In the imaging lens, like an ordinary photographic lens, the image height y is proportional to the tangent of the incident angle θ. That is, if a y=f tan θ lens is used (f is the focal length of the imaging lens), dy/dθ=sec2 θ and for a constant angular speed deflection, the beam spot on the imaging plane must move at a uniform speed. Therefore, if a lens in which the incident angle is proportional to the image height, namely, a lens having a characteristic of y=fθ (that is an f-θ lens) is used as the imaging lens, dy/dθ=f and, if the beam is deflected at a constant angular speed by the rotatable polygonal mirror, the spot will move at a uniform speed on the recording medium. That is, in order that the scanning beam may be imaged flatly and at a uniform speed on a scanning surface by the use of a deflector effecting an equal angular speed deflection, the imaging lens used must be a lens having a characteristic of Y=fθ.

An example of a f-θ lens used in the conventional information processing terminal apparatus is disclosed in U.S. Pat. No. 4,056,307 and the cross-section of this lens is shown in FIG. 2 of the accompanying drawing.

In FIG. 2, reference numeral 1 designates a pupil which is comprised of a deflector such as a rotatable polygonal mirror. Reference numerals 2 to 7 denote cylindrical lenses each having a power in a plane parallel to the scanning direction (the direction horizontal relative to the plane of the drawing sheet), reference numeral 8 designates a cylindrical lens having a power in a plane perpendicular to the scanning direction (the direction perpendicular and vertical relative to the plane of the drawing sheet), and reference numeral 9 denotes an imaging plane (a scanned surface). Another example of an f-θ lens used in another information processing terminal apparatus, is described in `Three Optimized Designs For Flat Field Scanning Lenses` announced by R. E. Hopkins in p.110-p.114 of SPIE vol. 84 Laser Scanning Components & Techniques (1976), and the cross-section of this lens is shown in FIG. 3 of the accompanying drawing. In FIG. 3, reference numeral 10 designates a pupil, reference numerals 11 to 14 denote spherical lenses, and reference numeral 15 designates an imaging plane. A characteristic of these conventional f-θ lenses is that the F-number is as dark as F no=8. Where the f-θ lens is used in such a scanning system, a sufficiently large space must be provided between the deflector and the scanning lens because of the fact that the deflector is rotated. This is particularly so where the focal length of the scanning lens is short. However, in the conventional f-θ lens, for example, the lens disclosed in the aforementioned U.S. patent, t/f=0.4239, where t is the distance from the pupil (in this case, the deflecting surface of the deflector) to the first surface of the scanning lens and f is the focal length of the lens, and thus the spacing between the deflector and the scanning lens could not be said to be sufficient.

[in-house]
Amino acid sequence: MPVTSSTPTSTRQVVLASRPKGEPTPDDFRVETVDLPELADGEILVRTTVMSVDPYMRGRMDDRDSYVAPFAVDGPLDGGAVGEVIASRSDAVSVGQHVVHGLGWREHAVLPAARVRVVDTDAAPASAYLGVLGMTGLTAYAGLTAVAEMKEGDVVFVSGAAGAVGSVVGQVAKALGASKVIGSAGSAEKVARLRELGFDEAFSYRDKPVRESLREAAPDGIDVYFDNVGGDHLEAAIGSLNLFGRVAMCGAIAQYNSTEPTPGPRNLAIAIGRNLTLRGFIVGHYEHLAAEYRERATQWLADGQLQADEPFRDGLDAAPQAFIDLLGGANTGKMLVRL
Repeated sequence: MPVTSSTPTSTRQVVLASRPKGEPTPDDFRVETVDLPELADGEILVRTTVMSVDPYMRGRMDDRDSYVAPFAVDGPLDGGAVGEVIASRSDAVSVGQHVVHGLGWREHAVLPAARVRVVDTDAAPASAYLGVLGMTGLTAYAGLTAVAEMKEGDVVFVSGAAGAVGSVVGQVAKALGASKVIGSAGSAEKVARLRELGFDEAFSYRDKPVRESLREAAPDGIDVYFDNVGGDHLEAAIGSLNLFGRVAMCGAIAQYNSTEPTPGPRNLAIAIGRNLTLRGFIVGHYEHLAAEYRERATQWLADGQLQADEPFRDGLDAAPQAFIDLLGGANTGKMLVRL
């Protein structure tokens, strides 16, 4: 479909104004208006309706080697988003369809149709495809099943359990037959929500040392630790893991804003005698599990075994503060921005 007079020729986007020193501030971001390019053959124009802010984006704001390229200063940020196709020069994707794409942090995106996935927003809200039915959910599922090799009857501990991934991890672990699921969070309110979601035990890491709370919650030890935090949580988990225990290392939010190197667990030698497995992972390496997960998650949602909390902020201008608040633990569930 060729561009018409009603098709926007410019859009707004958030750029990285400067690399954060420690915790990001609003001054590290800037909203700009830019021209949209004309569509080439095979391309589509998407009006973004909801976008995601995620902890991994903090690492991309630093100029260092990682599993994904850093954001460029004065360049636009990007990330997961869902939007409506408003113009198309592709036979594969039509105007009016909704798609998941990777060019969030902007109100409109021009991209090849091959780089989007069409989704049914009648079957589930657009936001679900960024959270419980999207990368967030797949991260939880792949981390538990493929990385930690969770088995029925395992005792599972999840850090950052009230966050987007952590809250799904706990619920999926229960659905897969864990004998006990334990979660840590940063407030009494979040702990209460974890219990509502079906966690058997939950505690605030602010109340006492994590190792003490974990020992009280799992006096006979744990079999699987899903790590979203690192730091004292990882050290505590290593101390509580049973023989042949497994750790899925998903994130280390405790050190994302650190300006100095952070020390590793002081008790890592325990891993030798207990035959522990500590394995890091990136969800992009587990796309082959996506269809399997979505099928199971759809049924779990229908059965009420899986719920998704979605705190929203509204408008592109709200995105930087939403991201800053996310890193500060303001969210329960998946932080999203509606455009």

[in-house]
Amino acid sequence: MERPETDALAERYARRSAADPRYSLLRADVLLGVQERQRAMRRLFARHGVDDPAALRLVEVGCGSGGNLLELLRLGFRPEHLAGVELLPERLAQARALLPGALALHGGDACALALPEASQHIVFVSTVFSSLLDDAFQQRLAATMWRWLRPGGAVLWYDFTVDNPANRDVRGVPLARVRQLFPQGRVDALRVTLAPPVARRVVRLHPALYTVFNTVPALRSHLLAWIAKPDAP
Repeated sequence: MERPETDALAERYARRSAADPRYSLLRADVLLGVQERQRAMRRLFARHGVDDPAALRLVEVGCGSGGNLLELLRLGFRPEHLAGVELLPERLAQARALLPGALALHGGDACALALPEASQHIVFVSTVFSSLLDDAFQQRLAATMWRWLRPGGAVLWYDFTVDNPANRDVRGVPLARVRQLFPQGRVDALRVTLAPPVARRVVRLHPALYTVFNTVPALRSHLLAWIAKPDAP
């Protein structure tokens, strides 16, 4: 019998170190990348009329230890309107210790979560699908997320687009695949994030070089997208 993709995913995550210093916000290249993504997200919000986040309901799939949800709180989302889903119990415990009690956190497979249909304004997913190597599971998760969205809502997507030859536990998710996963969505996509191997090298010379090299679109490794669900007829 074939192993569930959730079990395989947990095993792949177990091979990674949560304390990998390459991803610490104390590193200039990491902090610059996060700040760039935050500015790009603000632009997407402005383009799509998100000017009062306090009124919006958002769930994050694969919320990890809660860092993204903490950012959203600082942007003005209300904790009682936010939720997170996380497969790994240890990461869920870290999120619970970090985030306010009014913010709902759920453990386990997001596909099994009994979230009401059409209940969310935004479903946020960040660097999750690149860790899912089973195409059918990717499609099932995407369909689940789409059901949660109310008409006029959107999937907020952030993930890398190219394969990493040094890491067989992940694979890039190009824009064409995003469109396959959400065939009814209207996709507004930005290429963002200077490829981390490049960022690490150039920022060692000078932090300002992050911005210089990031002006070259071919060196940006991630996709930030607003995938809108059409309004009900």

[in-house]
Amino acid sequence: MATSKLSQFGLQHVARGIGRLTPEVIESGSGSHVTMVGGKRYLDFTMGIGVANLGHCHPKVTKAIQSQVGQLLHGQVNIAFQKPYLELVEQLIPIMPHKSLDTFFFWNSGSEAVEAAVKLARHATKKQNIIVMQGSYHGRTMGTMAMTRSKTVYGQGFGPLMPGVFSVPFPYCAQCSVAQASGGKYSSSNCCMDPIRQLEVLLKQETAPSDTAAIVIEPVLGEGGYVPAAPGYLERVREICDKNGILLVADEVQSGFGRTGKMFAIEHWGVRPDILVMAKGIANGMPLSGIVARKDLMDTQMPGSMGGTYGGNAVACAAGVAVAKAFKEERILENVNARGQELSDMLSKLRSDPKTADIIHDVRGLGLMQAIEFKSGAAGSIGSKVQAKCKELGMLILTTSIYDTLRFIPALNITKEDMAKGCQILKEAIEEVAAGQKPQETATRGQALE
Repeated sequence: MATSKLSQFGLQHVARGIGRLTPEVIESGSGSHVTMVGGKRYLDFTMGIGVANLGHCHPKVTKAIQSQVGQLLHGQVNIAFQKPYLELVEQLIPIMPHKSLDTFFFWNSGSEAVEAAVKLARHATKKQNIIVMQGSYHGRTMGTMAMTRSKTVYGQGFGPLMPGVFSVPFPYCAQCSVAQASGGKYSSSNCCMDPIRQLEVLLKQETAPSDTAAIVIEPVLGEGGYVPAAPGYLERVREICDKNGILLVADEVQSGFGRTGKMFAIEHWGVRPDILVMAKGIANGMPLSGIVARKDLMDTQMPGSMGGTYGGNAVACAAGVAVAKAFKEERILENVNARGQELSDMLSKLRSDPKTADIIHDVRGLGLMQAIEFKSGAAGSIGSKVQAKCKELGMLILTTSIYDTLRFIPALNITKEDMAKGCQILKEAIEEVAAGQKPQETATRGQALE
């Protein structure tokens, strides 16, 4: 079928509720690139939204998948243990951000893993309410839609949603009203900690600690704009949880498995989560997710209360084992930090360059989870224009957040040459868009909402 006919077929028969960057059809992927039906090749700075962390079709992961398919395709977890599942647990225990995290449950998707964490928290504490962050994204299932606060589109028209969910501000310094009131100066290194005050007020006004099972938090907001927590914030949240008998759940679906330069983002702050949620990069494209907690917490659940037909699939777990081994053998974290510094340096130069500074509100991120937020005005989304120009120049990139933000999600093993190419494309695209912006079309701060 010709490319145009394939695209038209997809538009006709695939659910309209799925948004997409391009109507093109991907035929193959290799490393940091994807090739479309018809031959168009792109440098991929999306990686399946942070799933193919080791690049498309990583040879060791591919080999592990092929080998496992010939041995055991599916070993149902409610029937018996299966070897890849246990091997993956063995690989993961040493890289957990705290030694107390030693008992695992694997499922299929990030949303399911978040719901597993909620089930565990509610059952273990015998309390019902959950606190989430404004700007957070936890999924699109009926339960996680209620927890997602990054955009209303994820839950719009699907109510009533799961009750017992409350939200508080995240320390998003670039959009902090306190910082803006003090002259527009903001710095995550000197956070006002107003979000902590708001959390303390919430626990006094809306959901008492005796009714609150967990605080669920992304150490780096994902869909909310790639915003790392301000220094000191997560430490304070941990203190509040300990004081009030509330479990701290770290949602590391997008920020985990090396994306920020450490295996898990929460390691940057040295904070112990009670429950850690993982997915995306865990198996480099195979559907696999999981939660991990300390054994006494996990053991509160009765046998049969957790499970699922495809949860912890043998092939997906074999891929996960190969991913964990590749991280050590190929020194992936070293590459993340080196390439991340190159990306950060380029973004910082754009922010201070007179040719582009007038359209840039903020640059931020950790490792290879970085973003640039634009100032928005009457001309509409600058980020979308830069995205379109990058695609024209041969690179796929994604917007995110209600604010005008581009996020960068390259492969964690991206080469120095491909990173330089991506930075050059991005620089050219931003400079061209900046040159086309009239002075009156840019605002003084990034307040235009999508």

SUMMARY OF THE INVENTION

It is an object of the present invention to provide a uniform speed scanning lens in which the F-number is bright and the spacing between the deflector and the scanning lens is sufficient for proper operation.

It is a further object of the present invention to provide a scanning lens which is capable of scanning the entire scanned surface area with a substantially uniform beam spot.

The scanning lens according to the present invention comprises three components, namely, in succession from the light beam incidence side (hereinafter referred to as the object side), a first component comprising a negative meniscus lens having its center of curvature on the object side, a second component comprising two or more positive lenses, and a third component comprising a negative lens having its concave surface facing the object side.

Further, in the scanning lens according to the present invention, the ratio of the distance between the entrance pupil and the first surface of the lens system to the focal length is approximately 1. That is, the scanning lens of the present invention is a substantially telecentric optical system and can provide for a uniform spot over the entire scanned surface.

The invention will become more fully apparent from the following detailed description thereof taken in conjunction with the accompanying drawing.

BRIEF DESCRIPTION OF THE DRAWINGS

FIG. 1 schematically shows a laser apparatus as an embodiment using a scanning lens.

FIGS. 2 and 3 show the cross-sections of uniform speed scanning lenses according to the prior art.

FIGS. 4, 5, 6 and 7 show the cross-sections of uniform speed scanning lenses according to the present invention.

DESCRIPTION OF THE PREFERRED EMBODIMENTS